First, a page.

The UNU master’s (MSc) degree programme Geography of Environmental Risks and Human Security is jointly offered by the UNU Institute for Environment and Human Security (UNU-EHS) and the University of Bonn, Department of Geography (GIUB). The programme recently celebrated the graduation of 25 students. Due to the ongoing COVID-19 pandemic the ceremony was virtual, and as the programme’s first graduation event since 2019, the ceremony honoured students from four cohorts.
The ceremony opened with an address from UNU-EHS Director and UNU Vice-Rector in Europe Dr Shen Xiaomeng. “You are very special people who want to put your talents at the service of humanity. As long as you follow your passion and curiosity, doors will open for you,” remarked Dr Shen, whose earlier academic career also brought her to UNU-EHS as a PhD researcher. Dr Shen encouraged graduates to be patient: “I congratulate you all on the paths you have put yourselves on. But remember to take time to enjoy your successes. You don’t have to hurry.”
Following Dr Shen’s address, and a video highlighting the students’ time in the programme, Esther Makabe (2017-2019), Jana Siebeneck (2018-2020), and Joshua Amponsem (2018-2020) gave speeches on behalf of the graduates.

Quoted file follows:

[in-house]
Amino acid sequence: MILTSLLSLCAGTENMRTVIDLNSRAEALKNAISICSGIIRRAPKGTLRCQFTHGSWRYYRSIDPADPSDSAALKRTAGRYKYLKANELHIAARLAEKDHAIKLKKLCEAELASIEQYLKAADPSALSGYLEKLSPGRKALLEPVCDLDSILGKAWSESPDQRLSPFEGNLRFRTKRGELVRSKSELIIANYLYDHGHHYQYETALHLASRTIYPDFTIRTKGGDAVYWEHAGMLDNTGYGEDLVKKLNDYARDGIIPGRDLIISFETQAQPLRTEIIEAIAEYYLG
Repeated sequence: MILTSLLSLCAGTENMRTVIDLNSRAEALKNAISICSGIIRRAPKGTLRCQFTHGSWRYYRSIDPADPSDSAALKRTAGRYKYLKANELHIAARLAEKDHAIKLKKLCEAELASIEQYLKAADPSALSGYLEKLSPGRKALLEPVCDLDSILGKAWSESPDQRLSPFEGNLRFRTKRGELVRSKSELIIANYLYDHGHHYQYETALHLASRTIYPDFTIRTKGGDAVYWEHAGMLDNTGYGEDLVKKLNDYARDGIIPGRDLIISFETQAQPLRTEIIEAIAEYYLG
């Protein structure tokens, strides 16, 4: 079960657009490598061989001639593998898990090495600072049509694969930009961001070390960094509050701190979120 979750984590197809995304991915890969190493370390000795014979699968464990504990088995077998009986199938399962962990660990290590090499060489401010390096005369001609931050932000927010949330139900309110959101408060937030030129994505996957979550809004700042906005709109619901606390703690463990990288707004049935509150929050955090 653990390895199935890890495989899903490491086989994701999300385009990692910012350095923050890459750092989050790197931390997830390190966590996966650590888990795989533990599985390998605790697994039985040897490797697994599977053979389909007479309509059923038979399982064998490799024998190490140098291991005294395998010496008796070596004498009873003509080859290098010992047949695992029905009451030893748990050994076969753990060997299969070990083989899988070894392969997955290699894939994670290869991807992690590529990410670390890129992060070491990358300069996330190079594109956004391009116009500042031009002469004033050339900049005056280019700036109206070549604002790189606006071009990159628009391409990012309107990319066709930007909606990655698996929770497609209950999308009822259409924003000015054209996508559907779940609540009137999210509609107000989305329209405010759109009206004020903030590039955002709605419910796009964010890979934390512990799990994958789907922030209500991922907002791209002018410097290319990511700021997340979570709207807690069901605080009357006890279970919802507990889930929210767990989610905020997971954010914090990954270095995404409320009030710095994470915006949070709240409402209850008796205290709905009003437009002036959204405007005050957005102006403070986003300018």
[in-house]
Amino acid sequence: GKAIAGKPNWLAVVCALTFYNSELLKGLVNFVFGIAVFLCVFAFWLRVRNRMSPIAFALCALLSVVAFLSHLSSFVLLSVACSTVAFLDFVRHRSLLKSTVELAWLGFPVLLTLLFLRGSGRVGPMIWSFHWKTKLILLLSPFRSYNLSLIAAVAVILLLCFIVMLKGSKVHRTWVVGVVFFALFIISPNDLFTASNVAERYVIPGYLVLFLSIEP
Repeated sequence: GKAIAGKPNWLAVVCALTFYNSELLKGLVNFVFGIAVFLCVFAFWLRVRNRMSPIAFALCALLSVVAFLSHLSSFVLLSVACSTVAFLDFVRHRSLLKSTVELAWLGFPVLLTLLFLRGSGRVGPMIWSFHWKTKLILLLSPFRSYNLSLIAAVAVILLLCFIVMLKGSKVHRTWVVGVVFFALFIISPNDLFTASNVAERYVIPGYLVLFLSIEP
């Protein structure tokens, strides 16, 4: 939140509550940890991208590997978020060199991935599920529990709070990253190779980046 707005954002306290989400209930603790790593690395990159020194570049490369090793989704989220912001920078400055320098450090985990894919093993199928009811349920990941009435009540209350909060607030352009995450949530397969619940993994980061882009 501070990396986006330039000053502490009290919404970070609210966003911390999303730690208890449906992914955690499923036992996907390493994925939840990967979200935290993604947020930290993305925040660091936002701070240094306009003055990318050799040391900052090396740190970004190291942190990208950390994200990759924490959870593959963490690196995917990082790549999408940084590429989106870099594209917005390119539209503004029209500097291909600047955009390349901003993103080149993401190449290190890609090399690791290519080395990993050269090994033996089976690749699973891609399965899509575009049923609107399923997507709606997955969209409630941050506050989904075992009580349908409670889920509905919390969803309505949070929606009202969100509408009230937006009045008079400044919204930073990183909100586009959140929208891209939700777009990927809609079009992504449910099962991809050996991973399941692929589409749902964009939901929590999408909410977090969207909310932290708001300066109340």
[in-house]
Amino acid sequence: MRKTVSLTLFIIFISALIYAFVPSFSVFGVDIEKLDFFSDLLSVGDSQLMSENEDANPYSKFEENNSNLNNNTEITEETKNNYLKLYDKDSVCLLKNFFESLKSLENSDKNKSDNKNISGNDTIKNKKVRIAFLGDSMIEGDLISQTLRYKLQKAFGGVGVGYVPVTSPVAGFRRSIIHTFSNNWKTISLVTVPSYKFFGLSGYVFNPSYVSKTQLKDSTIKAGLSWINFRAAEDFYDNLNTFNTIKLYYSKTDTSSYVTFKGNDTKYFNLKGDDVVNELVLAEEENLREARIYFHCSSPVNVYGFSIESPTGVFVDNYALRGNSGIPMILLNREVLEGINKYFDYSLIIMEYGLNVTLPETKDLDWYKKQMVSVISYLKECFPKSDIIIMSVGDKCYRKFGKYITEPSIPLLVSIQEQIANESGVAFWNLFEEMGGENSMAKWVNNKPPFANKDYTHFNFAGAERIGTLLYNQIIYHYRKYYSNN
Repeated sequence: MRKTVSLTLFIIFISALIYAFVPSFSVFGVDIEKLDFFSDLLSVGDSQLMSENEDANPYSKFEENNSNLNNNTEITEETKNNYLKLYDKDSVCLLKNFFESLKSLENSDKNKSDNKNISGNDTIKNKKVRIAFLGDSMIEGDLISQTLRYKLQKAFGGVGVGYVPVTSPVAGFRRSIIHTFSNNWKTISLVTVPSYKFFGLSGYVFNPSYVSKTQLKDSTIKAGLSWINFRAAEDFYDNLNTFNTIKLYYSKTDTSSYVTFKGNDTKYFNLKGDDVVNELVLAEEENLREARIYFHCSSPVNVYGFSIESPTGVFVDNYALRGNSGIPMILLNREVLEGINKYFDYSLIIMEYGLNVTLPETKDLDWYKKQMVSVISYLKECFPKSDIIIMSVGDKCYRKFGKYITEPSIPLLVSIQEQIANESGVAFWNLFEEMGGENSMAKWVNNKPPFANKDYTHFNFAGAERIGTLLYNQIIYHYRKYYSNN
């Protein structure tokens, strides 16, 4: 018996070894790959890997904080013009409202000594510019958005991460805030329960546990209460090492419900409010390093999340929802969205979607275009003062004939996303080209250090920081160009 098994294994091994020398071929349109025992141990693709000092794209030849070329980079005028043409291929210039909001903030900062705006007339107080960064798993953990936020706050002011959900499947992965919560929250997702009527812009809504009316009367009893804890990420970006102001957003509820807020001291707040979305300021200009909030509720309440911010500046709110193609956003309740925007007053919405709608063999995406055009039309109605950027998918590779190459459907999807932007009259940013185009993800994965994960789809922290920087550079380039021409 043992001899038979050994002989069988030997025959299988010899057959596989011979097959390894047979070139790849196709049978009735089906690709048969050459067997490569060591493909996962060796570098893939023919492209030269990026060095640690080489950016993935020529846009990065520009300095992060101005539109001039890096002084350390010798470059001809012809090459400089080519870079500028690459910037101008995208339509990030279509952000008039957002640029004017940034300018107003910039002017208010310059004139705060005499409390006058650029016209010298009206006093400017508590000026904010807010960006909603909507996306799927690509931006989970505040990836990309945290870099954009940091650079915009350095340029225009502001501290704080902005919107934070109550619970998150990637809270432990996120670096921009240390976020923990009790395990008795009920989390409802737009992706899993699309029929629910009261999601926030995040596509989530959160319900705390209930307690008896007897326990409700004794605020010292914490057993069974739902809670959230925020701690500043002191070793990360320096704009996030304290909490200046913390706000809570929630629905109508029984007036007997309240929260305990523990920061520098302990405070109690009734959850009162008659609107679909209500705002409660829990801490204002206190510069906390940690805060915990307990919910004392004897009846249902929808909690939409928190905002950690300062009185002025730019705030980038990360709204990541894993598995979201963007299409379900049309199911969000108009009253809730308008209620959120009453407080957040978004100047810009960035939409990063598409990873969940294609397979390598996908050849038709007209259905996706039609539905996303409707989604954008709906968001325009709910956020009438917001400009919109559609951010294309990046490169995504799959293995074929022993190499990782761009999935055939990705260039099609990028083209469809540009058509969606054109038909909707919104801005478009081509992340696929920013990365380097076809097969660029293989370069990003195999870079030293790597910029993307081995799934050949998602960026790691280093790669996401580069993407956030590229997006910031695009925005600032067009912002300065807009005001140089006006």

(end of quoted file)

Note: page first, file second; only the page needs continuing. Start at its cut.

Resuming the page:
Siebeneck touched on what united them and brought them together: “I think it is not a coincidence that we are studying risk. Probably, everyone who is keen to work on risk actually likes to take risk — at least a little bit. It can mean not taking the usual path that is expected of you.” Makabe spoke of the journey and how it shaped them: “All of the experiences have made this journey worth it. We learned to be brave and tough.” Amponsem offered inspiration for the future: “We are graduates of a programme that is teaching students to contribute to solving big problems, especially on climate change. We now have the opportunity to help make big changes. Looking across this screen, I know we can.”
Commenting on the programme, GIUB Professor Julia Verne emphasised that “while the thesis is certainly the biggest task during a master’s programme, it is also the moment when the different pieces come together — the art and science of geography — when you develop a topic that truly reflects the character and overall aim of our programme.”
For a full overview of the ceremony, visit the UNU-EHS website.